There I had two images flooding my head synchronous to my intake of «Phlight»: a past experience of a Baudrillardian «real» rendered even realer to me due to media images and the repetitions of the Twin Towers being undone before my eyes and then there was my own memory of a wing rendered silent, still and then suddenly, indiscriminately, absent. Experience and story, the real within fiction and the bella menzogna of the real: lived experiences are deconstructed by this massive installation. «Phlight» forces the spectator to be a participant — there is no standing back as if taking perspective from a Monet painting, for there is not room into which one can step back. «Phlight» encapsulates the viewer rendering her spectator and participant— «Phlight» consumes the subject in the perpetual acts of seeing and performing, of being swallowed up within the movement/stasis of the wing that paradoxically goes nowhere, yet that is everywhere.
I moved around this wing with complete consciousness of its uncomfortable positioning through the flat: I hit my head while standing up at one point, forgetting it was there as I attempted to look at it from all angles, wedging my body into the extreme corner of one of the two rooms as the wing remained flush against my chin. I attempted to move around the immense wing again and hit my head another two times while taking pictures of its glossy body. I could not photograph its entirety and often could not photograph it without the mirrored image of myself being reflected in the polished stainless steel body of the wing.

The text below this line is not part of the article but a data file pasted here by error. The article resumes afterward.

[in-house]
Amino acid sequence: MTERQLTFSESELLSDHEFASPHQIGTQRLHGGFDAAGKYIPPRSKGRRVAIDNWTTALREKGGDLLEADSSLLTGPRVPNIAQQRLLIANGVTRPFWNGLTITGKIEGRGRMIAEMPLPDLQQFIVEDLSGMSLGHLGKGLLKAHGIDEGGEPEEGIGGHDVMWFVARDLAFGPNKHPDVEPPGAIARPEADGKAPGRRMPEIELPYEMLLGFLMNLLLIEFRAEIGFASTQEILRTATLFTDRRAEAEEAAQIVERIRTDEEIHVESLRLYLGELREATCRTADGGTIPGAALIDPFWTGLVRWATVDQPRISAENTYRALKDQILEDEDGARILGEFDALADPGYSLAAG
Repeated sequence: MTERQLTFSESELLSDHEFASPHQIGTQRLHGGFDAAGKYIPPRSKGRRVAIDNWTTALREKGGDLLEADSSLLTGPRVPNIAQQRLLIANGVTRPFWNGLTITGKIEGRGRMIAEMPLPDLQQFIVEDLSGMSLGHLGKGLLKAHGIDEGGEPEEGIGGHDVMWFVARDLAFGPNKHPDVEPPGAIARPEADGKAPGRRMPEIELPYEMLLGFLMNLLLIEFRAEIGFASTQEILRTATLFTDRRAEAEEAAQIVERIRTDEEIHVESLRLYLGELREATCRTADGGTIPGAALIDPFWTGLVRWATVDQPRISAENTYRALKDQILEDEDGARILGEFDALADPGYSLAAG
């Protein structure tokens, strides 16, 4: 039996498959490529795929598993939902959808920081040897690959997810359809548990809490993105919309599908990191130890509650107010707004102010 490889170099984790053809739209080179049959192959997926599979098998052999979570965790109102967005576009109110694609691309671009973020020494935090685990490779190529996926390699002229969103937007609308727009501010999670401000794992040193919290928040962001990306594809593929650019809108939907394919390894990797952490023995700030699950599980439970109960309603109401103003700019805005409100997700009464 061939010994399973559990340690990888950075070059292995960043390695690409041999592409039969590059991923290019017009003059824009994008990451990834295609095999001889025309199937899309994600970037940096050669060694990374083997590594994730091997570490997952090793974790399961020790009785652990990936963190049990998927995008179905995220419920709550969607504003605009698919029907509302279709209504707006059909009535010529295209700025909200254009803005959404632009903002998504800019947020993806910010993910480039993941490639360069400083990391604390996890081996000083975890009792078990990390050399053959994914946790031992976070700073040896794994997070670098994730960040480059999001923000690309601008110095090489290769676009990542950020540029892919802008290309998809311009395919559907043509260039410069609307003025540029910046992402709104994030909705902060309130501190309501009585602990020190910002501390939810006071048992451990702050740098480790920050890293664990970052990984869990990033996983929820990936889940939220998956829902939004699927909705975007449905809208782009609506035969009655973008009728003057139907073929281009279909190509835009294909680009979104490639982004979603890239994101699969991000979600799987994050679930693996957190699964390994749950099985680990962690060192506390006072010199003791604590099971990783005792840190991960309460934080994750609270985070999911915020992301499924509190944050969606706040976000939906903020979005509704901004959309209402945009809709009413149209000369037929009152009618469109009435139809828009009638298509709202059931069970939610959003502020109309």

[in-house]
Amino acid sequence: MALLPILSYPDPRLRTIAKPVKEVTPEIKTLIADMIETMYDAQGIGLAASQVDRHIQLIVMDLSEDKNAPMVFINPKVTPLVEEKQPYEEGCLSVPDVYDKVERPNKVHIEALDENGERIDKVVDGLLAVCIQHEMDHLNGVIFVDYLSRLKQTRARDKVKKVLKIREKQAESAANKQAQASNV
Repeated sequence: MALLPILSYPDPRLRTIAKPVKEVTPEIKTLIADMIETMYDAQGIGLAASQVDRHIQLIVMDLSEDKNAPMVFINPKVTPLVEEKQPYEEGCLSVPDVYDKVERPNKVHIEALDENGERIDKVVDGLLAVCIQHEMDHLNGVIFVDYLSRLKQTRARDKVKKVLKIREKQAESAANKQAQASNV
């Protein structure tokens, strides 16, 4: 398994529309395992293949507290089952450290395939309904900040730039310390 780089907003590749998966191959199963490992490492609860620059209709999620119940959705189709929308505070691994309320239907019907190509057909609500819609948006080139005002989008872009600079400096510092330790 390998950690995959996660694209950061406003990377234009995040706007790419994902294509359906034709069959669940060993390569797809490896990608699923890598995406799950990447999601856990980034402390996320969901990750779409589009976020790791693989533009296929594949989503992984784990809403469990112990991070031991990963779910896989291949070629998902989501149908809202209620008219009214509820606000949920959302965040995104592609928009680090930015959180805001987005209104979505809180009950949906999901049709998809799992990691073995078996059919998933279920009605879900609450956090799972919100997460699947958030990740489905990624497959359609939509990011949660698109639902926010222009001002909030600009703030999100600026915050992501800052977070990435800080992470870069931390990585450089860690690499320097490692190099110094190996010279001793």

After many attempts to see it «all», I had to conclude I could not see «Phlight» in its entirety and that likely there was no entirety to witness: even viewed from one room to the next, the other half of «Phlight» was obfuscated by a wall—partially or fully—and from the entrance, the main dividing wall always cuts off a totalizing view. «Phlight» remains a work that, like the Sufi tale of the blind men and the elephant, each participant can only experience this work in pieces. The happening can never fully be complete because the “seeing it all” is an irreality, living it “all” is fragmented. The only holistic reading of «Phlight» can only occur in the shared experience of a conterminous performance and as diachronic narration, such as my writing and Simon and my conversation about this installation over lunch.
«Phlight» can best be understood as narrative performance, the re-creation of the space between life and storytelling–where one must fill in the blanks to recount “what really happened”. The events as the viewer saw and experienced them, the physical discomforts and the impact of ostranenie (when the viewer is forced to see common objects in “strange” ways) whereby the participant is constantly negotiating this piece both literally and figuratively. We recognize the wing of an airplane, but cannot contextualize it within the walls of a flat, especially an intact flat, un-destroyed by velocity, impact and explosion. How to explain this piece to a friend? How to experience it within the construct of the everyday when it is simply out of the ordinary, and yet both familiar and strange? We continued to eat our lunch below the wing as Simon narrates his bicycle ride across London that day.